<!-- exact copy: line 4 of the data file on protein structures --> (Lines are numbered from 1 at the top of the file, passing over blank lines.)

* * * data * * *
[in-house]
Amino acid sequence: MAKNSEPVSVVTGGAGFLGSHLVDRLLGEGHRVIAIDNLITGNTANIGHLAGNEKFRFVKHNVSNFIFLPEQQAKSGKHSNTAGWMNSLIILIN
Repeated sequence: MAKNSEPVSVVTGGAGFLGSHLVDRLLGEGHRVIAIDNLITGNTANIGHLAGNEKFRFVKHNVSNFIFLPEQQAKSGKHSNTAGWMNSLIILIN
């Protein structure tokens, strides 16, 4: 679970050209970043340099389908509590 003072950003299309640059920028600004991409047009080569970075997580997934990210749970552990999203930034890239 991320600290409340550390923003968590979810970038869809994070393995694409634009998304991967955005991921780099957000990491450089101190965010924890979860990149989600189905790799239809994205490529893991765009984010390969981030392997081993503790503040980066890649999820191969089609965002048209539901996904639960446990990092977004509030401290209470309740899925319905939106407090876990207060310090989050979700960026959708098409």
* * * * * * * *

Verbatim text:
């Protein structure tokens, strides 16, 4: 679970050209970043340099389908509590 003072950003299309640059920028600004991409047009080569970075997580997934990210749970552990999203930034890239 991320600290409340550390923003968590979810970038869809994070393995694409634009998304991967955005991921780099957000990491450089101190965010924890979860990149989600189905790799239809994205490529893991765009984010390969981030392997081993503790503040980066890649999820191969089609965002048209539901996904639960446990990092977004509030401290209470309740899925319905939106407090876990207060310090989050979700960026959708098409």